What Kind Of Father Are You God?


Recently I had a dream in which I was sitting at a table with a man who looked at me and said, “maybe you can help me, though I doubt it because I’ve asked pastors and they can’t help”. He said, “I can’t get my son to eat what I feed him!”

I actually saw before I sat down that he was being rough about that with his son. So I asked him, “do you love your son or do you want to control him?”

He got angry and said, “no child of mine is going to make my name look bad!”

So I said, “you are saying that your reputation is more important to you than your child?” To which he got even angrier.


When I woke up I thought about the God of the OT. Let’s think about this for a few minutes.

The God of the OT vs the God of the NT has long been a struggle to understand. In fact, it was a struggle even in the early centuries of the church. So it is not a new problem, but one that has existed since the beginning. Marcion, an early church leader created his own version of the Bible by taking out the Old Testament. Now before you call him a heretic remember that the Bible wasn’t even defined as a certain list until the middle of the 3rd century and Marcion did this in around 144AD. It simply demonstrates that this is an unresolved problem that has existed since the beginning. By saying Marcion was a heretic does nothing to solve the problem.

So back to my dream. Here is a father who presents himself as one who is more concerned about controlling his child and protecting his reputation than he is loving his child. Pastors, he said, couldn’t help him. Do you remember the story of how God sent a plague throughout the land of Israel to kill thousands of his innocent children because David numbered the people against his will? In fact 1 Chron. 21:15 says 70,000 were killed and then that the Lord was sorry that he did it! And wasn’t it God who caused the ground to open up and swallow the ones who disrespected Moses? Violence and anger to protect reputation. Many examples could be given of the same thing.

”If one adds up the actual named figures of how many people God is reported to have killed in the Old Testament it will range well over 300,000, not including entire cities, communities, and, in one instance, the entire population of the Earth except for Noah and his family.” Smith, Paul R.. Integral Christianity: The Spirit's Call to Evolve (Kindle Locations 878-880). Paragon House. Kindle Edition.

How utterly different is this God than the one Jesus represented that protects the woman caught in adultery and refuses to shame the woman at the well. How different is this Father who forgives the paralyzed man before he asks? The NT reveals a Father who forgives Peter’s three time rejection of knowing him even before Peter does it and even though Peter never asks. Jesus said, “If you have seen me, you have seen the Father.” Yet, Jesus never killed one person for the sins of another. In fact Jesus never killed anyone.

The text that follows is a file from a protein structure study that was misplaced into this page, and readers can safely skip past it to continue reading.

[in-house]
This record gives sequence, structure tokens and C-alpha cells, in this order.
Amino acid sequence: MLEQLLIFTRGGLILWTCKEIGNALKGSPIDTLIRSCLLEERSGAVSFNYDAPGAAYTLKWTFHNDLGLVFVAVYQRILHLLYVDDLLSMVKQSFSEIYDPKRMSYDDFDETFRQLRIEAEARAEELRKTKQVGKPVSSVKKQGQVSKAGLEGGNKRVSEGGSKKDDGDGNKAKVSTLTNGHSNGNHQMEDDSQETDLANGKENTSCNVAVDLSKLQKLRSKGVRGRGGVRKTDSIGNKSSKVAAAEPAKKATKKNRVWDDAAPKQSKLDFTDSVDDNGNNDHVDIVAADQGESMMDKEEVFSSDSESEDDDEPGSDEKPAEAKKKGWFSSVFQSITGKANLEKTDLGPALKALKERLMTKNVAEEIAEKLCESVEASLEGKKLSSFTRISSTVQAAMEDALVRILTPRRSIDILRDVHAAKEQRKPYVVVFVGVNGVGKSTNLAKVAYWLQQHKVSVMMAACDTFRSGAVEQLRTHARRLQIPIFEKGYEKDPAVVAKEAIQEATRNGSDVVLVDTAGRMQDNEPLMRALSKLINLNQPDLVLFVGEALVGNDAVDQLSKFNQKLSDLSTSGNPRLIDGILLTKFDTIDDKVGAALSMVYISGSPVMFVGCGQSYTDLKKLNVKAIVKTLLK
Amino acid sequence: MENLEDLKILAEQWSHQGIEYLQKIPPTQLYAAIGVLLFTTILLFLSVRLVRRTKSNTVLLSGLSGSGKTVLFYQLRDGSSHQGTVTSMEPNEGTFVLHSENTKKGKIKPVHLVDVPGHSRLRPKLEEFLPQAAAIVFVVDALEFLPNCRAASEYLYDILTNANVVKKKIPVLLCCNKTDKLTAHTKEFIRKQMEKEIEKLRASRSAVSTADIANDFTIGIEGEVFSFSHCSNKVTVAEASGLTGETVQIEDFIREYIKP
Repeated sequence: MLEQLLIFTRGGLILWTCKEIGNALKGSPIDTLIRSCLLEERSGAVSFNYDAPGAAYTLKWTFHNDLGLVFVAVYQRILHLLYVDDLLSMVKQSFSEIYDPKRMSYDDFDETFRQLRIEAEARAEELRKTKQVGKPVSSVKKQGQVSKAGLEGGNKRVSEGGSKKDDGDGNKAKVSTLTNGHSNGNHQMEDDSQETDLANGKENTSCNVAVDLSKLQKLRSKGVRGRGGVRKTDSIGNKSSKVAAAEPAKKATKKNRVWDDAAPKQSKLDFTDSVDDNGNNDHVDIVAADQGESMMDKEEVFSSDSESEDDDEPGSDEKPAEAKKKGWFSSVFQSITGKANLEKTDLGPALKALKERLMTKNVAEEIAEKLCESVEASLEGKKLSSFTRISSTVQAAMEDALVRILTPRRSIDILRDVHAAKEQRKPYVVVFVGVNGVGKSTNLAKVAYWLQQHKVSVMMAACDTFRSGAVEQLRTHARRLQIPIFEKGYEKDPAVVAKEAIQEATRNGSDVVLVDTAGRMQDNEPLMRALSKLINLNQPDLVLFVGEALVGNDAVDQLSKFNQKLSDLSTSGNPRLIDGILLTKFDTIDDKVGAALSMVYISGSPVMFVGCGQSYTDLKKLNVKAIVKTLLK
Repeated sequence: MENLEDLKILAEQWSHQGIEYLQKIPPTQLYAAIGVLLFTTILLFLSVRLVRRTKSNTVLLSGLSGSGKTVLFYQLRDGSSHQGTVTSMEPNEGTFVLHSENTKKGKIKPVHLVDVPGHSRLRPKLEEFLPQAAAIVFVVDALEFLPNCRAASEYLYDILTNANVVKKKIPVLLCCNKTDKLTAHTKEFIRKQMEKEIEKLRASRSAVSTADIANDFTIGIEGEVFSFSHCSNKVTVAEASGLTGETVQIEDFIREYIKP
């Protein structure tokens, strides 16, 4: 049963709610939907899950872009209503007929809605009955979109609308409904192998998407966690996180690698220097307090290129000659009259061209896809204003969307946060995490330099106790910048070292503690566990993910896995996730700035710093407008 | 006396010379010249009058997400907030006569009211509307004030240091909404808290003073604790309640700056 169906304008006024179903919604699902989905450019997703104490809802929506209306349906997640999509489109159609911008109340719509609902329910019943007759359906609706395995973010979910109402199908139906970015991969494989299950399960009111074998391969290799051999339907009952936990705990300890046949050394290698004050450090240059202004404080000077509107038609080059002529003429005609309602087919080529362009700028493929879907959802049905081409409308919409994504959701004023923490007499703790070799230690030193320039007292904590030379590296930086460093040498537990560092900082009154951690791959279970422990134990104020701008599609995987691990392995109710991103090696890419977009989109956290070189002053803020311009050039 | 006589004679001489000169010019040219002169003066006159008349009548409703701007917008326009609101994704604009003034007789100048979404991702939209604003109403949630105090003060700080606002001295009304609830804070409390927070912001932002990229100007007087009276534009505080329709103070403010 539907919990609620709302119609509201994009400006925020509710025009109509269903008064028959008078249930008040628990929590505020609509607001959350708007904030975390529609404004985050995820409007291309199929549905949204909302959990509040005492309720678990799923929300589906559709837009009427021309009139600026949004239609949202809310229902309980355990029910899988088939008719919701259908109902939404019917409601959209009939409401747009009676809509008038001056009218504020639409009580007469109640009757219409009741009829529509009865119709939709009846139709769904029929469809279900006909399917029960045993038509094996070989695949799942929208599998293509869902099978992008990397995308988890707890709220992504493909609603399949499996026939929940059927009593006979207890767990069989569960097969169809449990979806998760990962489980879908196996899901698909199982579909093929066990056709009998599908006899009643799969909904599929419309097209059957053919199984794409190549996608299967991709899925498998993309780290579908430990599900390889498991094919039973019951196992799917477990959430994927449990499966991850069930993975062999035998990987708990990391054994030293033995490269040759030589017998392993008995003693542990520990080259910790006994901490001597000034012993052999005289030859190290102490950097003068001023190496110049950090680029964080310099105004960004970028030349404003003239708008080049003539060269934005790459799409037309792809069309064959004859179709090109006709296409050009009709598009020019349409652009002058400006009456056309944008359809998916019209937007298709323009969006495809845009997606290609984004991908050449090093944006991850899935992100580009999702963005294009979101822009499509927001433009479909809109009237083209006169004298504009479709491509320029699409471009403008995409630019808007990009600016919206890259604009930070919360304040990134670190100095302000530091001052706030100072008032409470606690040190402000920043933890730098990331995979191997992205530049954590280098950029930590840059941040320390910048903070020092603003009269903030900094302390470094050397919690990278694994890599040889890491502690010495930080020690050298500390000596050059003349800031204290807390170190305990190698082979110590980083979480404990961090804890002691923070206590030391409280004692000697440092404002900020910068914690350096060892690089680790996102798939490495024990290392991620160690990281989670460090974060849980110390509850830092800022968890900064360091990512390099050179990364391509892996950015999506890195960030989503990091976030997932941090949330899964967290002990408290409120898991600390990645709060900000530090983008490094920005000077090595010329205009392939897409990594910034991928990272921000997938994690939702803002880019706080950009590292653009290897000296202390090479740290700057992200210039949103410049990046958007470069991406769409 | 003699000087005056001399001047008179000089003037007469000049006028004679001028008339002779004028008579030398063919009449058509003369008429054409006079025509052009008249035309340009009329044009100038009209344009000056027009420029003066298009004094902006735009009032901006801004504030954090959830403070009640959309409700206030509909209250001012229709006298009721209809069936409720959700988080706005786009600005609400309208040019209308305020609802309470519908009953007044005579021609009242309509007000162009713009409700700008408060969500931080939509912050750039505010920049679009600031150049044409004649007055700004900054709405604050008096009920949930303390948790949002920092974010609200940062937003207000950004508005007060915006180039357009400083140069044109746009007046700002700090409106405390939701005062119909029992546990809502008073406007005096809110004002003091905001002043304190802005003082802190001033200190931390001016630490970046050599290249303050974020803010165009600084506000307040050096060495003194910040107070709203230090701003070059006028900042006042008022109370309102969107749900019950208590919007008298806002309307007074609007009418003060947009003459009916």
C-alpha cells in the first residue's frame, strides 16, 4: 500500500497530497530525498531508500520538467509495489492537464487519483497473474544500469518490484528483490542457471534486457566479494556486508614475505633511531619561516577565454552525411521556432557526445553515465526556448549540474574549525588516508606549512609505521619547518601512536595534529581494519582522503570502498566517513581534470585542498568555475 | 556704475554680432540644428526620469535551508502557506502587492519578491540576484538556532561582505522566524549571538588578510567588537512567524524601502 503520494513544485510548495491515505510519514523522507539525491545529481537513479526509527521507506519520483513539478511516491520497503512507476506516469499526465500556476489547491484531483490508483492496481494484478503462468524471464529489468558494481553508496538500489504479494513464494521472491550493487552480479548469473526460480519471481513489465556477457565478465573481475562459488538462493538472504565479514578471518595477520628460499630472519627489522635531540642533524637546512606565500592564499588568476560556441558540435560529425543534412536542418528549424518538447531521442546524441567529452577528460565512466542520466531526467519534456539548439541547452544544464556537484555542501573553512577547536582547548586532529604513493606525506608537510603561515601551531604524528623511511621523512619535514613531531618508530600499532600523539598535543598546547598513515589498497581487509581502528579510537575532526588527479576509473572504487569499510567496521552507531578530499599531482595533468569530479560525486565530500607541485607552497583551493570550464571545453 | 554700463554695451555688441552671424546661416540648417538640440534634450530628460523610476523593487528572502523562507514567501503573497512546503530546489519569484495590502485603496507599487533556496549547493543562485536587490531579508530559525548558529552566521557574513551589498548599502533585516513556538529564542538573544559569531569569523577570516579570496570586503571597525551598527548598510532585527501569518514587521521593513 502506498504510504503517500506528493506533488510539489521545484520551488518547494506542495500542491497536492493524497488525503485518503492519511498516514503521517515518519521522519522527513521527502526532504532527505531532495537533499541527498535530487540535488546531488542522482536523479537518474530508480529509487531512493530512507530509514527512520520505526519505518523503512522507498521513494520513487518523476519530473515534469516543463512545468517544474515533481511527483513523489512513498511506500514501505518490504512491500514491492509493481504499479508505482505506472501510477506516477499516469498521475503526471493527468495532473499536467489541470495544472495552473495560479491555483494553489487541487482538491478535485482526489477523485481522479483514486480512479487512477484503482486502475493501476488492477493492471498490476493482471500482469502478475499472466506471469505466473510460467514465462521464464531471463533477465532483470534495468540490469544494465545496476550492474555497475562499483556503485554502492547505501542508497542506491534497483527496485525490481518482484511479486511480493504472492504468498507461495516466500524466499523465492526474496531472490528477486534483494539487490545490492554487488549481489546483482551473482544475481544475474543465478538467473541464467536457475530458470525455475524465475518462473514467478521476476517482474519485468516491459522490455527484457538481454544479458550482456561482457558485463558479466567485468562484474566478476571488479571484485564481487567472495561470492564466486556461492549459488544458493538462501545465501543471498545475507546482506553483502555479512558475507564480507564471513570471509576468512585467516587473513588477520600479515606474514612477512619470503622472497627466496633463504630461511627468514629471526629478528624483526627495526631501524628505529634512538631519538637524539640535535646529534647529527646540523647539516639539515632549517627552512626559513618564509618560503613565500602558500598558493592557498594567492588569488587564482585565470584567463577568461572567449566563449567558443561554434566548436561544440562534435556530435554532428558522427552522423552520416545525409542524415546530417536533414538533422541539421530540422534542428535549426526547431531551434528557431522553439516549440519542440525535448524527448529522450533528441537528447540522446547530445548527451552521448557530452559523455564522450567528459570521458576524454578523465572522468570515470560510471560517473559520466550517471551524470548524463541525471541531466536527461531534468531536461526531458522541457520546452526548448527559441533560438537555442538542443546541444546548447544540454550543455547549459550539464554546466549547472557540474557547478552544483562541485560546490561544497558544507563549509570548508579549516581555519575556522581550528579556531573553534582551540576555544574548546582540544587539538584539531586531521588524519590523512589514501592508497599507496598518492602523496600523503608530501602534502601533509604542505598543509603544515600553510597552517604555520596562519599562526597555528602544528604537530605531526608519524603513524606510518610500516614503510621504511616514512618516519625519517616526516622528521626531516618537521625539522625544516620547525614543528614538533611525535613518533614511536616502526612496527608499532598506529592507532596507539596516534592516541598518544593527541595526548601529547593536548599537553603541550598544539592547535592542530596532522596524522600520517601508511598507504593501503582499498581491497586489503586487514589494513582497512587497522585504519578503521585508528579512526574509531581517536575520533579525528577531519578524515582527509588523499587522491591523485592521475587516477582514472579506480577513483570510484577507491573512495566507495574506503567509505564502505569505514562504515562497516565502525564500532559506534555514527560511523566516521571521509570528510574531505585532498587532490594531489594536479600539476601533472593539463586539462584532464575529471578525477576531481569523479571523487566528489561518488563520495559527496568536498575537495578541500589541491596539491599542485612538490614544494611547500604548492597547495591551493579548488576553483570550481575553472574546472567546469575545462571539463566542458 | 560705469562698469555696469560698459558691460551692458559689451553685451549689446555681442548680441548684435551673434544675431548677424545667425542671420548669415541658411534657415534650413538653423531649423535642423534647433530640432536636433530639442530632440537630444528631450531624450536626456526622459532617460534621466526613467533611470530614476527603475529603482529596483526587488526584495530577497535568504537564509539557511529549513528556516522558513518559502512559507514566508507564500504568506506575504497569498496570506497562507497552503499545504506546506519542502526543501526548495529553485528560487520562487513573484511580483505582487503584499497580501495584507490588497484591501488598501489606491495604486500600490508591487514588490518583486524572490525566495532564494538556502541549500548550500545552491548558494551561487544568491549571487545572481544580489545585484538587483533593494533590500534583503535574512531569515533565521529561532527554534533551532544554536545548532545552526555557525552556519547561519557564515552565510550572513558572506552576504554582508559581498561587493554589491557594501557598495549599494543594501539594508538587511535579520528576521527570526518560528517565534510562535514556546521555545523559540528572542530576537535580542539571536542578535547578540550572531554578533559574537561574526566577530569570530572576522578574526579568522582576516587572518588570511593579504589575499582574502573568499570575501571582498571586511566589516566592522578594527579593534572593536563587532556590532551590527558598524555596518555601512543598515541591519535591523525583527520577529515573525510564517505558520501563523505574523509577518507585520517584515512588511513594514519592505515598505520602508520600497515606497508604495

The Bible in both the OT and NT are explicit. “I am the Lord, I change not” Malachi 3:6. “He is the same yesterday, today and forever” Hebrews 13:8.


What are some possible solutions that have been offered?


The God of the OT and Jesus are not the same. The problem here is that Jesus said they are One. So they cannot be different even though they are presented radically different. Similarly one could conclude the God of the OT and the God of the NT are not the same being.


God changes his actions, because his ways are higher than our ways. Malachi is speaking of the nature of God, that which we find to be consistent. When John the apostle says God is love in one place and we also read God is holy, then some assume that these are “balanced”. No, these are statements of his nature. God is holy means he is transcendent and completely something, ie, similar to whole or complete. So together it means God is complete and total love. So actions in one time in history must be consistent with actions in another time if his nature doesn’t change.


The cross changes the mind of God. Or similarly, God poured his wrath on Jesus therefore there is no more wrath. We could also add God must punish sin. The difficulty here is substantial. For one, Jesus was revealing the forgiving nature of God BEFORE the cross as in the story of Matthew 9 where Jesus forgives a man with the withered hand before he repents, asks, or confesses. Further, there actually is no passage that says God poured his wrath on Jesus. Even if you look closely at Isaiah 53 it doesn’t appear that it actually says “it pleased the Lord to bruise him” rather the Greek Orthodox version and other translations say, ““And the Lord decreed/willed [the] cleansing [of] him of his wound.” In addition, if God poured his wrath on Jesus or punished sin in Jesus then why is there still wrath spoken of after the cross and still punishment for sin?